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State Counselor Touts Myanmar’s ‘Final Frontier’ Market to Czech Investors

By Linn Thant 5 June 2019

PRAGUE—State Counselor Daw Aung San Suu Kyi on Tuesday encouraged Czech entrepreneurs to invest in Myanmar, saying the country’s economy has great potential in several sectors. She made the remarks during a speech to the Czech-Myanmar Business Forum at Černín Palace, the Prague headquarters of the Czech Foreign Ministry.

“I invite all those present to come and visit and see first hand what Asia’s final frontier market has to offer you and your business. I promise you will not be disappointed,” she said.

In the 1950s, Czechoslovakia was the third-biggest trading partner of Myanmar  and vice versa, and trade remained strong during the 1960s. By the 1980s, Myanmar had become one of the Central European country’s most important economic partners in Southeast Asia. Czechoslovakia was dissolved into the Czech Republic and Slovakia in 1993.

The relationship remains strong. At present, the Czech Republic, which is a member of the European Union, is Myanmar’s 43rd-largest trading partner with bilateral trade amounting to around US$23.91 million (about 36.5 billion kyats). Trade has picked up in the past five years.

“Europe and Asia account for over 60 per cent of global GDP, with annual trade exceeding 1.5 trillion euros [2,581 trillion kyats]. Myanmar therefore looks forward to working closely with the Czech Republic as we seek to improve connectivity in all its forms between Asia and Europe,” she said.  “Trade, investment, development cooperation and people-to-people connections are all essential components of the already strong and resilient Czech-Myanmar partnership.”

Czech Prime Minister Andrej Babiš told the forum that Myanmar’s market offered a great number of business possibilities.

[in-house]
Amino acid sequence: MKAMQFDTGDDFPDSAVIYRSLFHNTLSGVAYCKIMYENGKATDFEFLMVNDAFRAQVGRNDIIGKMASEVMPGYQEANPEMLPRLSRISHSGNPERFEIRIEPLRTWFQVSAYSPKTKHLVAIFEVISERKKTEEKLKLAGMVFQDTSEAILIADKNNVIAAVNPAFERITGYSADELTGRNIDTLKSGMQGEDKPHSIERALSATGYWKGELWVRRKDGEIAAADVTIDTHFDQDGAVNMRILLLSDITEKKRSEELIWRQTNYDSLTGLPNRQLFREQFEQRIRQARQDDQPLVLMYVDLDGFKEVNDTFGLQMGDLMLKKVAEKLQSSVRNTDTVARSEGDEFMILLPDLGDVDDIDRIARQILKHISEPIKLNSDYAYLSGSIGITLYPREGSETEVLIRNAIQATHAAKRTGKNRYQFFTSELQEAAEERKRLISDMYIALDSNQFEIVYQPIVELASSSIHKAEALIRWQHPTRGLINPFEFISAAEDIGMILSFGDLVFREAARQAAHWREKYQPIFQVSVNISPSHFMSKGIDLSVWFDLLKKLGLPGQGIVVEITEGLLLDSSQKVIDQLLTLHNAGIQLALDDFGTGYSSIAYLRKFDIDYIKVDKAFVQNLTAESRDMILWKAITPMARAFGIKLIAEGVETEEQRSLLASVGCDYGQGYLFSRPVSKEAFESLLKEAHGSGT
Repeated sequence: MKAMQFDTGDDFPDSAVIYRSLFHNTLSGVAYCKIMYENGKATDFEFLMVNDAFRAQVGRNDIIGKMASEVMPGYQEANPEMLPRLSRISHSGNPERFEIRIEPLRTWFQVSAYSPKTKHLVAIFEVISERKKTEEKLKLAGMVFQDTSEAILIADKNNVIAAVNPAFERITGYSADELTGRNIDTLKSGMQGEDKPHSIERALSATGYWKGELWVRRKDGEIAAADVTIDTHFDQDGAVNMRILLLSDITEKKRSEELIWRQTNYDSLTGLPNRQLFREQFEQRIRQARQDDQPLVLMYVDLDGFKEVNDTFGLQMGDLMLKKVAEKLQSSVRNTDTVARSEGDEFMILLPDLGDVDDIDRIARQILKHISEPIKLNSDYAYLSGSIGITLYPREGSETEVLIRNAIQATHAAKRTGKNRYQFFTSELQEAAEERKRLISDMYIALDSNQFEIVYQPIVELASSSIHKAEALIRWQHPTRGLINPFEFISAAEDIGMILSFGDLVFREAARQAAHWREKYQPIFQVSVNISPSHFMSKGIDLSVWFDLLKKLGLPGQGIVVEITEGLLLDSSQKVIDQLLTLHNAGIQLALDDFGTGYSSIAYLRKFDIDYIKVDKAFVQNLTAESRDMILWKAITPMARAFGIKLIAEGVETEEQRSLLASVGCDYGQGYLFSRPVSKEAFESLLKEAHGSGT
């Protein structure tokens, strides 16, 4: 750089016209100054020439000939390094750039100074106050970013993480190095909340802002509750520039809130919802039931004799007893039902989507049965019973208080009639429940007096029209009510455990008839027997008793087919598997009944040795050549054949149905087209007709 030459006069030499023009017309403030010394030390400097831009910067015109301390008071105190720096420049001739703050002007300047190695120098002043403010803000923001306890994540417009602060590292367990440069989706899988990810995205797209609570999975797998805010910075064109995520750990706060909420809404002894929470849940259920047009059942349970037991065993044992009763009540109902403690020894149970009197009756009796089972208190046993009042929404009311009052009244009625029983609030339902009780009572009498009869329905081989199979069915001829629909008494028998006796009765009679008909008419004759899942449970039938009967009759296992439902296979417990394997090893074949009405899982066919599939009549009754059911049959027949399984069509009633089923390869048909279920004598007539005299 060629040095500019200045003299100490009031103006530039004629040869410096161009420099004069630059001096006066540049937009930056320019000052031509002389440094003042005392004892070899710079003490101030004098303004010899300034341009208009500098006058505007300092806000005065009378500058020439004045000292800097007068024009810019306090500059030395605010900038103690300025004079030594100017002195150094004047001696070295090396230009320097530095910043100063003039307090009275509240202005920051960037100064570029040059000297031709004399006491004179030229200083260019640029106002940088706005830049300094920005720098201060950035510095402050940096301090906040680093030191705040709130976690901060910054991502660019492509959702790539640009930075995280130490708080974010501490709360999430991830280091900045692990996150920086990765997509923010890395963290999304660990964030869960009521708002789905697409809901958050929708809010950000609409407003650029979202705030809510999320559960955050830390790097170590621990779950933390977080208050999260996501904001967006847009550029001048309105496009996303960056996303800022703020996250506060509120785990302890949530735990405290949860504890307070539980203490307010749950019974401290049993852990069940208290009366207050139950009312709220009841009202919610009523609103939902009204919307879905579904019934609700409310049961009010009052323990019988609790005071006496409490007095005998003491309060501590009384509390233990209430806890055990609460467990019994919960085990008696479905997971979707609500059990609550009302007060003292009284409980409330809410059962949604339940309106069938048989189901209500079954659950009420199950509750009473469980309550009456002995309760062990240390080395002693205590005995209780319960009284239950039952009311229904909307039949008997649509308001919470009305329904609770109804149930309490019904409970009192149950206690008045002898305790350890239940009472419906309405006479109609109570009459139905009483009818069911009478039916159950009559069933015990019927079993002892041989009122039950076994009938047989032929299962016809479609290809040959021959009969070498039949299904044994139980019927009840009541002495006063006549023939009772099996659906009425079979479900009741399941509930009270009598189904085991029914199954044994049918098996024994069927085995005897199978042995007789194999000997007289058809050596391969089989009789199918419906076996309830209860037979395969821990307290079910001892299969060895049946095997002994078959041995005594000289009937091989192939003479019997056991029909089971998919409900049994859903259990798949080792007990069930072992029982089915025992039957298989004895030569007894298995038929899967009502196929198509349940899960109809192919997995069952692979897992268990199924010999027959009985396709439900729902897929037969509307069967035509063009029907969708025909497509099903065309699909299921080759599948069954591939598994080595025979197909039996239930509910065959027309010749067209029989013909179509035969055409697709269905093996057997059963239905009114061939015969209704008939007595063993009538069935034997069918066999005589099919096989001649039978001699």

“Myanmar is a very interesting market with an abundance of opportunities in the fields where Czech companies stand out, such as the sectors of energy, aviation, automotive, agro and food industry or health. I encourage Czech businesses to use these opportunities,” he said.

“[Daw Aung San] Suu Kyi informed me that she has the ambition to have one of the biggest economic [growth rates] on the Asian continent. We see great potential in our economic relations,” the prime minister said.

“I am sure that an investment protection agreement between the European Union and Myanmar would be very beneficial for the investments of both sides,” Babiš said.

He said the new Myanmar Embassy in Prague would complement the Czech Embassy in Yangon and the new Honorary Consulate in Mandalay as good contact points for promoting and intensifying business exchanges. Daw Aung San Suu Kyi was scheduled to inaugurate the new embassy alongside Czech Foreign Minister Tomáš Petříček after the forum.

Also on Tuesday, Daw Aung San Suu Kyi paid homage to former Czech president Václav Havel at his tomb in Prague.

Speaking at the forum, she quoted a passage from Havel’s essay “The Anatomy of a Reticence”, saying, “Without free, self-respecting, and autonomous citizens there can be no free and independent nations. Without internal peace, that is, peace among citizens and between the citizens and the state, there can be no guarantee of external peace.”

She said these values are reflected in the newly launched Myanmar Sustainable Development Plan, describing it as “a comprehensive social, economic and environmental policy reform agenda that articulates our long-term development vision; that is, a vision of a peaceful, prosperous and democratic Myanmar.”

The comprehensive policy reform agenda provides a unifying and coherent roadmap for future reforms while reflecting Myanmar’s commitment to the 2030 Agenda and the country’s determination to do its utmost to promote the achievement of the Sustainable Development Goals, she added.

After the embassy opening, Daw Aung San Suu Kyi was due to meet with Czech President Miloš Zeman. During their meeting at Prague Castle they were expected to discuss bilateral cooperation on public health, education, politics, economics and trade.

The State Counselor was due to fly to Hungary on Tuesday evening.

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